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News Opinion

History butchered by gun rights advocates

Letter writer John Franchy ("More restrictive gun laws are not the answer," Dec. 20) misrepresents certain statements by the Founders and certain historical facts. The assertions he makes can be found in tea party talking points disseminated over the previous week.

He paraphrases Benjamin Franklin, "They who give up essential liberty to (purchase) a little temporary safety, deserve neither liberty nor safety." Mr. Franklin was not commenting on the balance between government powers and individual liberty. The quote was from a letter he wrote in the 1750s on issues concerning the governor, the Pennsylvania Assembly and the Penn family.

He asserts that the Second Amendment provides "an inalienable right for citizens to protect and preserve their liberty..." However, the right to bear arms is not an inalienable right; the inalienable rights are "life, liberty and the pursuit of happiness." These are conferred by God or by Nature and are therefore inalienable. The other rights, including the right to bear arms, are secondary rights which exist to support the inalienable rights. The Constitution explicitly recognized that these latter rights were subject to limitation when necessary to preserve security and for other greater causes.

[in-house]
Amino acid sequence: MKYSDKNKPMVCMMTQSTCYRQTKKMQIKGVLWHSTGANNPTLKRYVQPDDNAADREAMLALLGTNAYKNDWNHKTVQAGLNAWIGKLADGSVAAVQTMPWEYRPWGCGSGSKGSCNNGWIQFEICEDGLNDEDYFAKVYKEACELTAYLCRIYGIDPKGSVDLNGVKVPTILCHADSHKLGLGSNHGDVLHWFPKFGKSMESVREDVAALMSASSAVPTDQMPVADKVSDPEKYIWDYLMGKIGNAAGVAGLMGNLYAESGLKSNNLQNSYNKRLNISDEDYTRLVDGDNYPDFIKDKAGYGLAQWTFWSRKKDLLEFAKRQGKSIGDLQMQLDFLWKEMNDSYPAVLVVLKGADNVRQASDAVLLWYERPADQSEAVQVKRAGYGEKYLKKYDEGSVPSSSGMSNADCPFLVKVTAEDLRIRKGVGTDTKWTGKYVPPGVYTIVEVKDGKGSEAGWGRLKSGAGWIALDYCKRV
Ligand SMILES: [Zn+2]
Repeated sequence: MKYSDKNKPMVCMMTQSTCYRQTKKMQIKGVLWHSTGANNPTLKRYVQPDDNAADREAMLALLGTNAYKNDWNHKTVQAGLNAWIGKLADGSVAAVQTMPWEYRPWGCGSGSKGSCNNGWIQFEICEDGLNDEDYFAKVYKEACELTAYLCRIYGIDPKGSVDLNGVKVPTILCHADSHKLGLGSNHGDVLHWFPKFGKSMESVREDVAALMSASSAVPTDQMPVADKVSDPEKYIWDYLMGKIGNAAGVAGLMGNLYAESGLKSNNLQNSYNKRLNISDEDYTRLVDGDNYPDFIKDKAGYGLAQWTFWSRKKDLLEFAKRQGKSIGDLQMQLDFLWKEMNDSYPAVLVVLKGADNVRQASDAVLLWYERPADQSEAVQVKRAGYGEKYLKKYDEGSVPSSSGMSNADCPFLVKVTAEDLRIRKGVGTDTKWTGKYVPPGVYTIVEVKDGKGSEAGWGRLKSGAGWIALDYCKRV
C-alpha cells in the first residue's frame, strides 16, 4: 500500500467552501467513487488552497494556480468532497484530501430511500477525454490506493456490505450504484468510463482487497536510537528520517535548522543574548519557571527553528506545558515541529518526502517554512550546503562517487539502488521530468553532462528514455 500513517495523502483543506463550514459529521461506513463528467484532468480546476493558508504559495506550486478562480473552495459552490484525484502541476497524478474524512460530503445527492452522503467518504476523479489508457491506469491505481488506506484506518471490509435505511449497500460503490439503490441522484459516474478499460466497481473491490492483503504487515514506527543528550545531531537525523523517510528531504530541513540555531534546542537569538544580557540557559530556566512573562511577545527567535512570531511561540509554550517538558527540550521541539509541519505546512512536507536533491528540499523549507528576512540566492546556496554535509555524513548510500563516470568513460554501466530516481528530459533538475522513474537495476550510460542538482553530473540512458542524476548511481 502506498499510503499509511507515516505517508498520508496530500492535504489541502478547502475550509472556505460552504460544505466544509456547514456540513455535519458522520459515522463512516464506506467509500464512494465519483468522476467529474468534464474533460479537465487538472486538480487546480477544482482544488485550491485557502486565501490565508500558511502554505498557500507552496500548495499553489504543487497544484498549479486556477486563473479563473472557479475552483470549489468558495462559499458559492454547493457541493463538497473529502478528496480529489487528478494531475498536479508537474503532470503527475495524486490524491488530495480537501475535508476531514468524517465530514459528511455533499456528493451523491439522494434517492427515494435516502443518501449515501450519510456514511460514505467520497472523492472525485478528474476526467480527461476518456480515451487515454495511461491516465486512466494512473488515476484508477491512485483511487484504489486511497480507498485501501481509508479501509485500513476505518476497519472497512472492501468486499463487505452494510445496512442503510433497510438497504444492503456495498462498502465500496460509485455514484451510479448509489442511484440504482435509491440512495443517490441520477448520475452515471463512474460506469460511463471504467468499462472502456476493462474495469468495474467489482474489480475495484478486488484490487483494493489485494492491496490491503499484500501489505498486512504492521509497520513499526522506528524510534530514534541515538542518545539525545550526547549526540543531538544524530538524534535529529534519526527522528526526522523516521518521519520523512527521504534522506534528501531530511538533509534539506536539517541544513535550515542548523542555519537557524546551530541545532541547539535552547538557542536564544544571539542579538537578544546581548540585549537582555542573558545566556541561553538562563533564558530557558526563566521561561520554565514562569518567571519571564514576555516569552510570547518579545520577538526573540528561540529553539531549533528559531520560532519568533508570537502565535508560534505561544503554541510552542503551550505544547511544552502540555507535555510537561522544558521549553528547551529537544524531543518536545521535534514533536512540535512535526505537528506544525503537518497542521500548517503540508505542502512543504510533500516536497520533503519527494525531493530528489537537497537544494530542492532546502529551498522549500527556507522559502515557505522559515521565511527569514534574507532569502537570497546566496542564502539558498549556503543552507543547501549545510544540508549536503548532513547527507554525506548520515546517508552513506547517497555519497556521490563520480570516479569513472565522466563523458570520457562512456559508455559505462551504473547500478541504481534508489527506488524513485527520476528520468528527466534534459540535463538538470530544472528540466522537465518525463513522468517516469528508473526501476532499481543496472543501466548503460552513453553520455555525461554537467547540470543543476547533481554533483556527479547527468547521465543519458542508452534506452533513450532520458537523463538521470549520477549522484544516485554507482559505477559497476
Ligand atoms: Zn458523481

The writer quoted Thomas Jefferson, "the tree of liberty must be refreshed from time to time with the blood of patriots and tyrants." This is a quote from a letter from Mr. Jefferson to William Smith. The issue at hand was Shay's Rebellion and the drafting of the Constitution. If one reads the entire letter, it is clear that Mr. Jefferson was not advocating armed revolt against the government. In a horrible misinterpretation of Mr. Jefferson's words, domestic terrorist Timothy McVeigh at times wore a t-shirt displaying the quote.

A discussion of laws governing firearms should be based on facts rather than tea party talking points from one side and talking points from the far-left on the other.

Larry Adler, Columbia

Copyright © 2015, The Baltimore Sun
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